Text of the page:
We will then be hosted by Alan Cooper , 1263 W. Pratt #806 for an Easter Feast 1 pm.  If you plan to attend and haven’t let Alan or Pastor Larry or Pastor Jubi know please do so ASAP, $15 per person and people are invited to bring something to drink and/or an appetizer or desert to share.

Wednesday, March 18

The Love of God and Wrath

The Numbers passage is an odd and difficult passage.  There are levels of interpretation and meaning.  If we stop or identify any one of those interpretations and meanings as The meaning, we will miss what God is saying to us in our scriptures.  To hear what God is saying we must hear all the levels of meaning in light of God’s ultimate revelation of Love, that God so Loved the World.”  But we can’t understand that revelation without understanding how the meaning of this story in Numbers is enfolded into that revelation of God in Jesus Christ. We’ll take some time with various possible interpretations of our Scriptures.
At first read and most obvious read God sends deadly poisonous snakes into the Israelite encampment because the Israelites are questioning and complaining. Then when the Israelites admit it was wrong to question and come groveling to Moses in order to get God to take the snakes away.  But, God doesn't remove the snakes but invents this odd ritual object and ritual.  A bronze serpent is made and put on a pole and if an Israelite gets bitten by a snake all they need to do is look at the Bronze snake and they will be healed of the snake bite.  Even after the Israelites confess God doesn't remove the punishment God sent but merely offers a way to not die from the punishment.  This interpretation isolates this episode from the larger story of the Exodus of the Israelites from Egypt and their liberation from slavery.  If you string together these stories as stories of complaint and punishment this story could be read as saying God really, really dislikes people questioning God, and pointing out what is wrong with the world.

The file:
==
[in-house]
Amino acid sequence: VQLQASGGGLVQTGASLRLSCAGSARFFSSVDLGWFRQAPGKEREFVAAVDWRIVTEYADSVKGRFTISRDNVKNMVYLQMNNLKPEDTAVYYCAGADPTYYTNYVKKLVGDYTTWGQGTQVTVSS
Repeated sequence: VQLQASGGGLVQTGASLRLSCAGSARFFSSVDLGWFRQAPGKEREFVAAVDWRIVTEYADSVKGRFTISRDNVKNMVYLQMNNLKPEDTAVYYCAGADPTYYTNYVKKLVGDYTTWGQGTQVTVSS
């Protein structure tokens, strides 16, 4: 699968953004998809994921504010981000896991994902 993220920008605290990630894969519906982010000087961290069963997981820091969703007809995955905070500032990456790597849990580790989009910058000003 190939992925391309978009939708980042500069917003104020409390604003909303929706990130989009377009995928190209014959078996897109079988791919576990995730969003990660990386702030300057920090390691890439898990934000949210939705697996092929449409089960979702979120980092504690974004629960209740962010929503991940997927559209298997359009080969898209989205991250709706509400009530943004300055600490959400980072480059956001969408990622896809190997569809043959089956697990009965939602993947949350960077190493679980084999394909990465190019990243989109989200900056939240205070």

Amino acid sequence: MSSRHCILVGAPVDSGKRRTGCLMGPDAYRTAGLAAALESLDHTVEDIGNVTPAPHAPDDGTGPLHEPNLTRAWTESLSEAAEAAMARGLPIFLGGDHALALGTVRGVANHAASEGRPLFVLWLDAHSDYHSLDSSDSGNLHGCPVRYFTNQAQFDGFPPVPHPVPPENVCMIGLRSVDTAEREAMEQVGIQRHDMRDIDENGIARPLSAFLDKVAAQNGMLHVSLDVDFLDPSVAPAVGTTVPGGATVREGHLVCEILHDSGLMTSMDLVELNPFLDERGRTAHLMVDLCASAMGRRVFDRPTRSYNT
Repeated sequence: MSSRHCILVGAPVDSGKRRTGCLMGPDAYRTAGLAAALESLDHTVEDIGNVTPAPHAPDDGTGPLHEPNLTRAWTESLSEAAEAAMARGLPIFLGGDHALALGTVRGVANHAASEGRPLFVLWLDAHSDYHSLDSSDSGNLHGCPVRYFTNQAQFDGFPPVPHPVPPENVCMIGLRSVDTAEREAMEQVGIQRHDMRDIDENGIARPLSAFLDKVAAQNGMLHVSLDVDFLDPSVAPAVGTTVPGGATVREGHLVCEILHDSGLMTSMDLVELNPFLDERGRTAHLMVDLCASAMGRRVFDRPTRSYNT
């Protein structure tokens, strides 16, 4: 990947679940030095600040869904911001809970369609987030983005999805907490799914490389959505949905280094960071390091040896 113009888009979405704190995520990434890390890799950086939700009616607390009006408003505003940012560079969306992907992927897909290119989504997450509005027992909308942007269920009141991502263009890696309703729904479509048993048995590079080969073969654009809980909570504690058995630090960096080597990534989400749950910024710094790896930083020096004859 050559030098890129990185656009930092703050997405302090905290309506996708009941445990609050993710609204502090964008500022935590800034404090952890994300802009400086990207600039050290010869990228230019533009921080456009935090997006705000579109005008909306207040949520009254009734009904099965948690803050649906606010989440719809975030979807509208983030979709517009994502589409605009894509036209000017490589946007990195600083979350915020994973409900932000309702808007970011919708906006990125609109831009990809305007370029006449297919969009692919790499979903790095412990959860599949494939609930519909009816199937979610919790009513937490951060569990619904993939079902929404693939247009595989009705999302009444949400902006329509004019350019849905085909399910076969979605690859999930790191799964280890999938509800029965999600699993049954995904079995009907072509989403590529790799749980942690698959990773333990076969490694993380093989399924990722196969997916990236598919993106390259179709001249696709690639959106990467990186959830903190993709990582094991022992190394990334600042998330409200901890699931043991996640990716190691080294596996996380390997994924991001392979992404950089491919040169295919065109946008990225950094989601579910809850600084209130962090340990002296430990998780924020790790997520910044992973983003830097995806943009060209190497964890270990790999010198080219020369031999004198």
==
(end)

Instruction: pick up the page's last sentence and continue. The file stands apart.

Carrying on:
n the story of the Exodus of the Israelites and travels in the desert.  This is just one moment of what is nearly constant complaint of the Israelites even though they have seen God’s consistent mighty acts and signs of God’s care for them as a people.  The complaints begin when Moses first came to the Israelites as slaves even after God brings plagues to convince Pharaoh that he should let the slaves go, they first complain which is understandable that Moses is stirring up trouble and making life more difficult than it was before he showed up and began to demand the Israelites freedom. Then once Pharaoh Then changes his mind and sends the Egyptian army to to prevent their leaving Egypt.  God then both provides a way of escape and resounding defeat of the oppressors.  God Even gives a sign of God’s presence with the Israelites through an epiphany of a cloud by day and hovering fire at night.  Once in the desert without food and water Israelites legitimately complain about lack of food and water, and God provides water and Manna (what in our scripture text for today, the Israelites in their complaint call “miserable food.”)  In this larger context the passage given that this is just an episode in a long line of God does amazing and astounding things for the Israelites, gives them food and water, is leading them to the “promised Land” where they will be able to be free, and at every step of the way as if God has done nothing before, they complain and accuse this God that has done truly astounding things and freed them from slavery. From a human perspective God has some reason to be a bit peeved and somewhat justified in sending a plague of serpents upon the Israelites, not for questioning but seemingly assuming God really never intended anything any good but has only intended death, so God sends them what they think God is giving them, death in the form of poisonous serpents. The Israelites get what they expect, imagined God giving them. This interpretation like the first one though still leaves the same question as the first, why doesn’t God s end the snakes away if God sent them in the first place. The creation of a ritual object that needs to be gazed upon to be healed of a snake bite isn’t completely accounted for here..